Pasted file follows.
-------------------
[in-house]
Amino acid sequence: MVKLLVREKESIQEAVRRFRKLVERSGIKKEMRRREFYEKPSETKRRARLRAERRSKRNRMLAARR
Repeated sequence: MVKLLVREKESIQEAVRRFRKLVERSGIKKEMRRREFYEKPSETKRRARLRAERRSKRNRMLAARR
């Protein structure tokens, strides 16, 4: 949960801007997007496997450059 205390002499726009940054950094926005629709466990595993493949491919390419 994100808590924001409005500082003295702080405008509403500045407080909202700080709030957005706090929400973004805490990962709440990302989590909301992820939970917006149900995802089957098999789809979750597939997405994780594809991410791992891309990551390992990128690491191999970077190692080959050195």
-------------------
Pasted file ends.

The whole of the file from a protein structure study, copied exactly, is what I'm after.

[in-house]
Amino acid sequence: MVKLLVREKESIQEAVRRFRKLVERSGIKKEMRRREFYEKPSETKRRARLRAERRSKRNRMLAARR
Repeated sequence: MVKLLVREKESIQEAVRRFRKLVERSGIKKEMRRREFYEKPSETKRRARLRAERRSKRNRMLAARR
């Protein structure tokens, strides 16, 4: 949960801007997007496997450059 205390002499726009940054950094926005629709466990595993493949491919390419 994100808590924001409005500082003295702080405008509403500045407080909202700080709030957005706090929400973004805490990962709440990302989590909301992820939970917006149900995802089957098999789809979750597939997405994780594809991410791992891309990551390992990128690491191999970077190692080959050195």